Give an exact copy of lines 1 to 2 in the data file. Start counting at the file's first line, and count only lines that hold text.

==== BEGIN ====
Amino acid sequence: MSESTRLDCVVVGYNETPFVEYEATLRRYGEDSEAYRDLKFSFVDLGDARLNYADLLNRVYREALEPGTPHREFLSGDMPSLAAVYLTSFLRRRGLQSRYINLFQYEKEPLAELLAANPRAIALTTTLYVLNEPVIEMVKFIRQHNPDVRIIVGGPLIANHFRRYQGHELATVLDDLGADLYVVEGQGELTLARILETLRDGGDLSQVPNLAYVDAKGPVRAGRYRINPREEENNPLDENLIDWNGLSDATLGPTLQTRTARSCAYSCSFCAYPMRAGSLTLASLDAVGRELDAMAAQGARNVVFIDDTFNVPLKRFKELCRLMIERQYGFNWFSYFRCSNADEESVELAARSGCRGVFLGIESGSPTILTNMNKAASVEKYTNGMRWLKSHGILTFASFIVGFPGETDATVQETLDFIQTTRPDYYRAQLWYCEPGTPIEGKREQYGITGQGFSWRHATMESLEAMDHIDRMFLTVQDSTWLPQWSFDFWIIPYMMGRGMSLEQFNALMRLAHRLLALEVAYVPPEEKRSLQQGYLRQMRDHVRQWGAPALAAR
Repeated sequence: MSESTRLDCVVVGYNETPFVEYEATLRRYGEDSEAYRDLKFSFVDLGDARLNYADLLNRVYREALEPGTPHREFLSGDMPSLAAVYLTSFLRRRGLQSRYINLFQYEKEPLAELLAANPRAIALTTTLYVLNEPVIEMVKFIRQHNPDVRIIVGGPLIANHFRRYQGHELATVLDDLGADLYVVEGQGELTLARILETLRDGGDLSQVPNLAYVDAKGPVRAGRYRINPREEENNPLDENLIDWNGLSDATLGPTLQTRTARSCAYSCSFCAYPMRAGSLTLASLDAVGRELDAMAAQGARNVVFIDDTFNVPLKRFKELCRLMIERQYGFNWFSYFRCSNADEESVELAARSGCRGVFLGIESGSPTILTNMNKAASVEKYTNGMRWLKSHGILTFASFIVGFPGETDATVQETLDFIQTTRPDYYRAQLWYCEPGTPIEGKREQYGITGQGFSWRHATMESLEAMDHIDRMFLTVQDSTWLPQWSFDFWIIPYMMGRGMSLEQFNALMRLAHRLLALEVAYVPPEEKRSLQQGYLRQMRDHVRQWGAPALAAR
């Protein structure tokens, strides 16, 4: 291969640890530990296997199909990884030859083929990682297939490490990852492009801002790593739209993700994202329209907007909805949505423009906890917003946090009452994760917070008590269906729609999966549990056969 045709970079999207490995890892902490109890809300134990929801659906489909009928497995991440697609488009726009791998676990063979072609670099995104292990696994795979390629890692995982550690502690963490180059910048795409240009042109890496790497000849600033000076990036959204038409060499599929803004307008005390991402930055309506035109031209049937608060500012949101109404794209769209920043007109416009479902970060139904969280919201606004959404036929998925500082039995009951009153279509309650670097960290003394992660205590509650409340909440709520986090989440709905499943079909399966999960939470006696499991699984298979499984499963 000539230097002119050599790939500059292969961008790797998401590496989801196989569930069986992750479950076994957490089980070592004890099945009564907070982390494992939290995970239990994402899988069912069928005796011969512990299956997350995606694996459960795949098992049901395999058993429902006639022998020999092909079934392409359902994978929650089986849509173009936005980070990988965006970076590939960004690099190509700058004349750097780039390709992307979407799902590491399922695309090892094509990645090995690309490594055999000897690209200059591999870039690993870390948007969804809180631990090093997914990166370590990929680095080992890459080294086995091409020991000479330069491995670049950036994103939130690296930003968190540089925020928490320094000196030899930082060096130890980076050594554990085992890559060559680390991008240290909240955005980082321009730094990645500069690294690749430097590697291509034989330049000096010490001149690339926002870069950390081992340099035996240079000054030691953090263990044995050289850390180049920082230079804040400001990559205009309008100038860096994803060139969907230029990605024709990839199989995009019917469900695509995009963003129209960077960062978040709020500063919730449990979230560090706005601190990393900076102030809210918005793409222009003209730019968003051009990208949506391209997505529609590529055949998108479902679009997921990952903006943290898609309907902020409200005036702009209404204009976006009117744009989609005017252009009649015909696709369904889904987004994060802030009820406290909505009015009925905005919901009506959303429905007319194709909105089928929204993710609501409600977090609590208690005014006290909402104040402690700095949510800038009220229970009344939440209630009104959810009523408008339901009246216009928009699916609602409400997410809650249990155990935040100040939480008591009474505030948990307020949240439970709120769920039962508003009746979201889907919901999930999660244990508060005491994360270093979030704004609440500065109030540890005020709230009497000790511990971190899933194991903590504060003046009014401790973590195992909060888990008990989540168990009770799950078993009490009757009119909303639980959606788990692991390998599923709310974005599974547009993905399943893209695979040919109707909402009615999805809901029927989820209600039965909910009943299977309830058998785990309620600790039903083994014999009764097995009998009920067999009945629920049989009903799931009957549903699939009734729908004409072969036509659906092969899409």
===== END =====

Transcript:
Amino acid sequence: MSESTRLDCVVVGYNETPFVEYEATLRRYGEDSEAYRDLKFSFVDLGDARLNYADLLNRVYREALEPGTPHREFLSGDMPSLAAVYLTSFLRRRGLQSRYINLFQYEKEPLAELLAANPRAIALTTTLYVLNEPVIEMVKFIRQHNPDVRIIVGGPLIANHFRRYQGHELATVLDDLGADLYVVEGQGELTLARILETLRDGGDLSQVPNLAYVDAKGPVRAGRYRINPREEENNPLDENLIDWNGLSDATLGPTLQTRTARSCAYSCSFCAYPMRAGSLTLASLDAVGRELDAMAAQGARNVVFIDDTFNVPLKRFKELCRLMIERQYGFNWFSYFRCSNADEESVELAARSGCRGVFLGIESGSPTILTNMNKAASVEKYTNGMRWLKSHGILTFASFIVGFPGETDATVQETLDFIQTTRPDYYRAQLWYCEPGTPIEGKREQYGITGQGFSWRHATMESLEAMDHIDRMFLTVQDSTWLPQWSFDFWIIPYMMGRGMSLEQFNALMRLAHRLLALEVAYVPPEEKRSLQQGYLRQMRDHVRQWGAPALAAR
Repeated sequence: MSESTRLDCVVVGYNETPFVEYEATLRRYGEDSEAYRDLKFSFVDLGDARLNYADLLNRVYREALEPGTPHREFLSGDMPSLAAVYLTSFLRRRGLQSRYINLFQYEKEPLAELLAANPRAIALTTTLYVLNEPVIEMVKFIRQHNPDVRIIVGGPLIANHFRRYQGHELATVLDDLGADLYVVEGQGELTLARILETLRDGGDLSQVPNLAYVDAKGPVRAGRYRINPREEENNPLDENLIDWNGLSDATLGPTLQTRTARSCAYSCSFCAYPMRAGSLTLASLDAVGRELDAMAAQGARNVVFIDDTFNVPLKRFKELCRLMIERQYGFNWFSYFRCSNADEESVELAARSGCRGVFLGIESGSPTILTNMNKAASVEKYTNGMRWLKSHGILTFASFIVGFPGETDATVQETLDFIQTTRPDYYRAQLWYCEPGTPIEGKREQYGITGQGFSWRHATMESLEAMDHIDRMFLTVQDSTWLPQWSFDFWIIPYMMGRGMSLEQFNALMRLAHRLLALEVAYVPPEEKRSLQQGYLRQMRDHVRQWGAPALAAR